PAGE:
On the twelfth day of Christmas, my true love sent to me:
- Twelve drummers drumming: but I turned them away at the door – hasn’t she heard of offences under s4 Noise Act 1996 after a warning from the local authority?
- Eleven pipers piping: didn’t she learn anything from the 12 drummers incident? The bagpipers soon made themselves scarce when I cited the Big Book of British Laws to the effect that it is still legal to shoot Scotsmen with a bow and arrow in York (except on Sundays).
- Ten lords a-leaping: possibly in anger as a result of the House of Lords having been replaced by the Supreme Court as the ultimate appellate court of the UK but more likely they are trying to avoid their expenses being investigated and I am not risking guilt by association.
- Nine ladies dancing: no thanks – it sounds suspiciously like a licensable activity under section 1(1)(1)(c) Licensing Act 2003 to me.
- Eight maids a-milking: why on earth would she think that my house was geared up to comply with the EC 852/2004 Hygiene of Foodstuffs Production Regulations?
- Seven swans a-swimming: did she really expect me to accept them when it was illegal for her to take the swans in the first place under the Wildlife and Countryside Act 1981?
- Six geese a-laying: – birds are clearly not her strong point. It is of course an offence to disturb any wild birds whilst near their nests containing eggs under s1 of the 1981 Act.
- Five gold rings: I know I’ve already been a little ungrateful but a gift of five rings is a little suspicious. One is customary. I can’t help thinking that they may belong to the Crown under the Treasure Act 1996 or, given her track record for illegality, I could be handling stolen goods under s22 Theft Act 1968.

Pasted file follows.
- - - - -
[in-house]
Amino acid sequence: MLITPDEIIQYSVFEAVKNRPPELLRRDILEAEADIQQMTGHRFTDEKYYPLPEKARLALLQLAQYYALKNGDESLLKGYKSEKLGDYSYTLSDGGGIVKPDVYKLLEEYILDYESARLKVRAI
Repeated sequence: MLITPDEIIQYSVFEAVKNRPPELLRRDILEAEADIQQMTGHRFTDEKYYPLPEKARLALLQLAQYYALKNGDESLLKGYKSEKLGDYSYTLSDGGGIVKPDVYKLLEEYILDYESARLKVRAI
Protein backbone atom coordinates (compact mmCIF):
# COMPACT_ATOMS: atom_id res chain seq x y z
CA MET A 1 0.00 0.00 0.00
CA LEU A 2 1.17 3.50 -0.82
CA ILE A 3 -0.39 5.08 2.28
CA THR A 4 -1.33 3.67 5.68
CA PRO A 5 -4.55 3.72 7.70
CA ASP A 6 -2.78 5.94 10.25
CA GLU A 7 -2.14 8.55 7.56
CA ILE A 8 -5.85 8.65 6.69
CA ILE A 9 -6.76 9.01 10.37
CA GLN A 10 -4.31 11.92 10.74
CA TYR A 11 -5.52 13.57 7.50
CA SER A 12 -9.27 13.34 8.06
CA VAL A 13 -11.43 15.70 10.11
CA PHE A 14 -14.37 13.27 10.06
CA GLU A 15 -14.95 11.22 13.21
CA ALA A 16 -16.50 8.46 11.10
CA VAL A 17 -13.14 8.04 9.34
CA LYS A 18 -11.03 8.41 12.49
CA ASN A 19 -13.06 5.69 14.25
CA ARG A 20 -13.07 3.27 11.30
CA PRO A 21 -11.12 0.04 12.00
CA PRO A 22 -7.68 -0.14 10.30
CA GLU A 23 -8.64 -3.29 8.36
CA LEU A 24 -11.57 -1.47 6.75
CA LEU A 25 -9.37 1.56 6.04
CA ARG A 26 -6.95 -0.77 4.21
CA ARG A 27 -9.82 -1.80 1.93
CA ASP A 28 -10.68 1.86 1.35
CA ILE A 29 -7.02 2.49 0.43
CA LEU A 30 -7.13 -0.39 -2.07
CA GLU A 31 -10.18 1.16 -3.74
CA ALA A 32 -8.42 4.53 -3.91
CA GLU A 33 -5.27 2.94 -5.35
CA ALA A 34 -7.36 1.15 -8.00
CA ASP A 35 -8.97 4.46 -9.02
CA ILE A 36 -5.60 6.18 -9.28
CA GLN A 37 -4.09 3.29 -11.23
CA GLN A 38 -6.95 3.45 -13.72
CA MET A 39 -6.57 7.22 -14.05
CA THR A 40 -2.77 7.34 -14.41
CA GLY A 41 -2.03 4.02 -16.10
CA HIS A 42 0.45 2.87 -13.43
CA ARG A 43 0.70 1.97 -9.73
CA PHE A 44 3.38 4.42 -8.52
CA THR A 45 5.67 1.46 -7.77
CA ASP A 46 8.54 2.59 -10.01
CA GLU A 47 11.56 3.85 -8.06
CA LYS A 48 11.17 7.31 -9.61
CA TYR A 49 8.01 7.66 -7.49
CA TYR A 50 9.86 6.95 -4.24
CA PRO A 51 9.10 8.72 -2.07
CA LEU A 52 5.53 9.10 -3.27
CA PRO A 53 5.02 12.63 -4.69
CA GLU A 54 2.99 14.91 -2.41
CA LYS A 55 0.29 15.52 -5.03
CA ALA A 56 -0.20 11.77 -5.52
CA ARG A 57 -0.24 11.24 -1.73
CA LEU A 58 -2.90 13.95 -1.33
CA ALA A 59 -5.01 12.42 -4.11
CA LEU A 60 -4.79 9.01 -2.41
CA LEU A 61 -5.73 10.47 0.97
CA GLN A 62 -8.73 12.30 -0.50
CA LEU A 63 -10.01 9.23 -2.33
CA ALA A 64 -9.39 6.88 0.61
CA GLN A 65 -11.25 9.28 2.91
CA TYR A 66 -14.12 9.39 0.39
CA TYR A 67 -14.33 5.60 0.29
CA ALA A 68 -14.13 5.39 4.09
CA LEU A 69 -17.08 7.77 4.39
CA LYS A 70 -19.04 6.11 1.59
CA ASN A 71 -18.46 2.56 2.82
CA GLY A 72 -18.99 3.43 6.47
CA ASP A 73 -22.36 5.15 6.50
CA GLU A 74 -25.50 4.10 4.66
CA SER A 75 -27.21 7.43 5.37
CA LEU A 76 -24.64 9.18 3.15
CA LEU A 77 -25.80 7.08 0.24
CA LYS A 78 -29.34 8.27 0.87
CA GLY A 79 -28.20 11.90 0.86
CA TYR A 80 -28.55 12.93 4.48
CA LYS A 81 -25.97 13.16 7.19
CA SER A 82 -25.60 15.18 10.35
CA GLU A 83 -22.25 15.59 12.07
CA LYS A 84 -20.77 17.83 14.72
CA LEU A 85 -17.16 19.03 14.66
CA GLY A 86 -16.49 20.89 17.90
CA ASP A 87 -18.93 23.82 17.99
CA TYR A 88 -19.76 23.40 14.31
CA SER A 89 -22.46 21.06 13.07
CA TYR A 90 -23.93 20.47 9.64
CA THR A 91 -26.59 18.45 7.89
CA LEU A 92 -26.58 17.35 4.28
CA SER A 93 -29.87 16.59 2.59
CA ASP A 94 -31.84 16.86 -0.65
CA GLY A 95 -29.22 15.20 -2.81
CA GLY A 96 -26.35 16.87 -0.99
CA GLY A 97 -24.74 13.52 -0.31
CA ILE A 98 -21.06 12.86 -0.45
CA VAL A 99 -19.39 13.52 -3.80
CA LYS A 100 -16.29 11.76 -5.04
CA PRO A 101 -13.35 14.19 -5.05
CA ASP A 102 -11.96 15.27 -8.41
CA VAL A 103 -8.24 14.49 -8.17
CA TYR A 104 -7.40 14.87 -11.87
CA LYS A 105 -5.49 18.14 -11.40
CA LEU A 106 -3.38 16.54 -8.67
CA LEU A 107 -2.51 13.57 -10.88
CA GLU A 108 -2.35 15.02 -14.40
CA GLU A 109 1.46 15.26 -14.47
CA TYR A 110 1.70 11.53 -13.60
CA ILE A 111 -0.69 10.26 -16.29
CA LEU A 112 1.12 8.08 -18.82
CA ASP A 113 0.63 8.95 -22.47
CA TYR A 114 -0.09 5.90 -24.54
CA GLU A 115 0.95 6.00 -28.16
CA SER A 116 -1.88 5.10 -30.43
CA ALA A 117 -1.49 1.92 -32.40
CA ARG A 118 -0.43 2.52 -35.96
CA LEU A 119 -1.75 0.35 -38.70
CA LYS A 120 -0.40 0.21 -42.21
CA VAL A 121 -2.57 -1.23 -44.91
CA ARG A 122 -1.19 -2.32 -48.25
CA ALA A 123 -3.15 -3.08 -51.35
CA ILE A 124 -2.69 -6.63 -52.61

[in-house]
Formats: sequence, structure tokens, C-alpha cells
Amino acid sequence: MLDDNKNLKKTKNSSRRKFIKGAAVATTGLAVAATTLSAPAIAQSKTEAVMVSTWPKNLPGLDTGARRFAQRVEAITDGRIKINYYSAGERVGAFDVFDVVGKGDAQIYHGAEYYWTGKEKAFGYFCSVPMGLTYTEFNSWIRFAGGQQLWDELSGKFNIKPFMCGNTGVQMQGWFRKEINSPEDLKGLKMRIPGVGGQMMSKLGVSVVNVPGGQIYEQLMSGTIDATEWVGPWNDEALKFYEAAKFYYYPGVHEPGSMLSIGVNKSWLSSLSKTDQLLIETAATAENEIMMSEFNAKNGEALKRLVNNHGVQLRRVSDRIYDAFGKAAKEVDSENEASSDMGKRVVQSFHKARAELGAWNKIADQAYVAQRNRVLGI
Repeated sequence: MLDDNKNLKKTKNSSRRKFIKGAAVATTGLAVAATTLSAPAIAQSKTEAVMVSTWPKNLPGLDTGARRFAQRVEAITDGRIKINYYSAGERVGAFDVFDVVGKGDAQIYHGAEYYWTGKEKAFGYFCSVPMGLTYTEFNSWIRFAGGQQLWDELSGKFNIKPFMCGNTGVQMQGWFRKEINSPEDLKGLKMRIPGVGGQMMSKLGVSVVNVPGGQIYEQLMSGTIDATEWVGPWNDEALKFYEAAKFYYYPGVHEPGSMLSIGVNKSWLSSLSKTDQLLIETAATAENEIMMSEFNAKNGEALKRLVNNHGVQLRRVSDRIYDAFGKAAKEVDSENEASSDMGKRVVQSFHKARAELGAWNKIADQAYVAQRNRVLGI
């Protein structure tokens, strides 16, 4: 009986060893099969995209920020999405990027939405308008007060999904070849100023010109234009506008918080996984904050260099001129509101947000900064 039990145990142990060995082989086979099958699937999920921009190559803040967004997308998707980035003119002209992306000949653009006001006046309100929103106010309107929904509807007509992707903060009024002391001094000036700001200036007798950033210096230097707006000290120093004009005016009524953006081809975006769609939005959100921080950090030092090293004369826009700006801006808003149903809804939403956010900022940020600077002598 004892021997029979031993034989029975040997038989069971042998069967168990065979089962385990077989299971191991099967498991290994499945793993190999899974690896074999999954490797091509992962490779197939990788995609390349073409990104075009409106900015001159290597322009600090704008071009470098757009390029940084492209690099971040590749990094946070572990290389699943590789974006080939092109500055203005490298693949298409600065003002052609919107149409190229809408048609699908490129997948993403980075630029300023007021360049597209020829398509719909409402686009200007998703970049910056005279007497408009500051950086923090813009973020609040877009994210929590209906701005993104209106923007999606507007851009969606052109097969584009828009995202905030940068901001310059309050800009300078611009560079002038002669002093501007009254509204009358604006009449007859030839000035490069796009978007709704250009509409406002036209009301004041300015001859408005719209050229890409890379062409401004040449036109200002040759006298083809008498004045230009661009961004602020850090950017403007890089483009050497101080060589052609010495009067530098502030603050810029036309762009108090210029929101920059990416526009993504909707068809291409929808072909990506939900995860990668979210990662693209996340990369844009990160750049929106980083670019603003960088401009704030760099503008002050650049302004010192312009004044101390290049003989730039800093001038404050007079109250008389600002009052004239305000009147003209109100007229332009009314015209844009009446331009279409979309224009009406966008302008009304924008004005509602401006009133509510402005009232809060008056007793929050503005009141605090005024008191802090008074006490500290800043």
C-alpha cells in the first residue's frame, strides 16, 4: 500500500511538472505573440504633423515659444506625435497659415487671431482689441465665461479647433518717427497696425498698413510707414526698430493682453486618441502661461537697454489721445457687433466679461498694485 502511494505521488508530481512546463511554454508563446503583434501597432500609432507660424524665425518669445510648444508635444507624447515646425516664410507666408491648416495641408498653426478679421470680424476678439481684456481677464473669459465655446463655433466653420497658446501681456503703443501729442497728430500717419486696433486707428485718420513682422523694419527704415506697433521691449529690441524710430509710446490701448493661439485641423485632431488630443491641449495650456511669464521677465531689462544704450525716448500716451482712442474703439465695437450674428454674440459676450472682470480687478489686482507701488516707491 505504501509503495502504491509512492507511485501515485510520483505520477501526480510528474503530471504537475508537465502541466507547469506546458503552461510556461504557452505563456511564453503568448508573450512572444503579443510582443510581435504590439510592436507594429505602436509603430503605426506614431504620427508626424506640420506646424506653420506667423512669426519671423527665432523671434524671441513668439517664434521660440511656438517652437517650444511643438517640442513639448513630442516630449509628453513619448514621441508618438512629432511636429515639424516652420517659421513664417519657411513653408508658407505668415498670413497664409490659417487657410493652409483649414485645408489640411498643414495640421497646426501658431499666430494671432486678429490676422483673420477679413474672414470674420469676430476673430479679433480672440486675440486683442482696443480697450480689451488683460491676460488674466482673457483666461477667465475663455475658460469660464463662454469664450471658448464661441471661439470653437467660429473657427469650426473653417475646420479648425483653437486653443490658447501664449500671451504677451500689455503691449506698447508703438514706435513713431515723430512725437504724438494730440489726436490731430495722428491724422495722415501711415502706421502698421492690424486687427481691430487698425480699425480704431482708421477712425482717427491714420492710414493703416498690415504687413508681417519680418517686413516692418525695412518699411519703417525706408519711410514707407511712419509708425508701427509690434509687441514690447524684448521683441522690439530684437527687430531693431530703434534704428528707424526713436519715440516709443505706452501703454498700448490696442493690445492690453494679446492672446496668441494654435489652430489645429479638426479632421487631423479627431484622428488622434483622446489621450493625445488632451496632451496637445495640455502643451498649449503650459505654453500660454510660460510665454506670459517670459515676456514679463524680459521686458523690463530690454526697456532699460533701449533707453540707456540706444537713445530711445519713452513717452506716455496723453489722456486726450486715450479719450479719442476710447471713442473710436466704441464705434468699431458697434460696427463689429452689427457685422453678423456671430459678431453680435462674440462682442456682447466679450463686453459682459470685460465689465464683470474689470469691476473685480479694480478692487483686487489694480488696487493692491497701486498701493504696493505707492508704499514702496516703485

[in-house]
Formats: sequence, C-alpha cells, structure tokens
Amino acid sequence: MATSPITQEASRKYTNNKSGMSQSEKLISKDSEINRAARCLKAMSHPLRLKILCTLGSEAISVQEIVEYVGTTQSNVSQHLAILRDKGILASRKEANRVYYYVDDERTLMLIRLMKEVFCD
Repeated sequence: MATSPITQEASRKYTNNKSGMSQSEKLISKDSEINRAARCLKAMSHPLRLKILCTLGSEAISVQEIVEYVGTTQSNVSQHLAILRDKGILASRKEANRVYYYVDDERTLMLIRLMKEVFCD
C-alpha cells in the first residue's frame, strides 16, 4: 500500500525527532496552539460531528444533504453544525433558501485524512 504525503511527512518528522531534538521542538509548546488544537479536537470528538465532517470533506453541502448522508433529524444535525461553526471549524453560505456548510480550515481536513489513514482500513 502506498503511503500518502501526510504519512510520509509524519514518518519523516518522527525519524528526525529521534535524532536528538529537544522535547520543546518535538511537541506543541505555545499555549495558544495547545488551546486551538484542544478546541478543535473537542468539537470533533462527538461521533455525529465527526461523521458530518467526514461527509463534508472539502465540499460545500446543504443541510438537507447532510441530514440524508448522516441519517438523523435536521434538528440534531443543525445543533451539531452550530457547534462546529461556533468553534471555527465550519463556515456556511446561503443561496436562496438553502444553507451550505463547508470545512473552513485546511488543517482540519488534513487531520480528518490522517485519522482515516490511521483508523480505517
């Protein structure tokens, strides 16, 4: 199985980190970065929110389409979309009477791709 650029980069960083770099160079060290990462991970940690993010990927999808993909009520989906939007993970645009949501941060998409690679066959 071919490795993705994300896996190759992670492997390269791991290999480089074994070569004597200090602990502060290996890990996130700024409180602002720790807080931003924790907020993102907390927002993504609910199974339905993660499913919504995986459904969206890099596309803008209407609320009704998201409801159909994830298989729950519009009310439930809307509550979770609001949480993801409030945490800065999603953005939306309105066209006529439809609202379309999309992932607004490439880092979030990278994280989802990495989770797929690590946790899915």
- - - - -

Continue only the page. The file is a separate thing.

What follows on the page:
- Four calling birds: I hardly need mention that door to door saleswomen need a Pedlar’s Certificate under the Pedlars Act 1871.
- Three French hens: surely she must know that I’m not a member of the Poultry Health Scheme and that my house has not been inspected by DEFRA under Directive 90/539/EEC (as amended).
- Two turtle doves: I really do appreciate the sentiment but, in case the billing and cooing stops, I’ll just ask her to sign this little 83 page Pre-nup under Radmacher v Granatino (2010)
- And a partridge in a pear tree: See 3 and 6 above, but at least she has delivered it in time for me to enjoy a little Christmas sport, given that partridge shooting is allowed between 1 September and 1 February in every year under section 3 Game Act 1831.
However, given her propensity for breaking the law, I tend to think that the latter was by good luck rather than good management and so, as a lawyer, I will have to give some serious consideration as to where this relationship is going in the New Year.
David Grice (Lupton Fawcett Denison Till, York)
Rider: No warranty as to current law or otherwise is intended or implied, readers to rely on own searches and enquiries. Any similarity to any person living or dead is not intended and is purely coincidental. No animals were hurt in this production.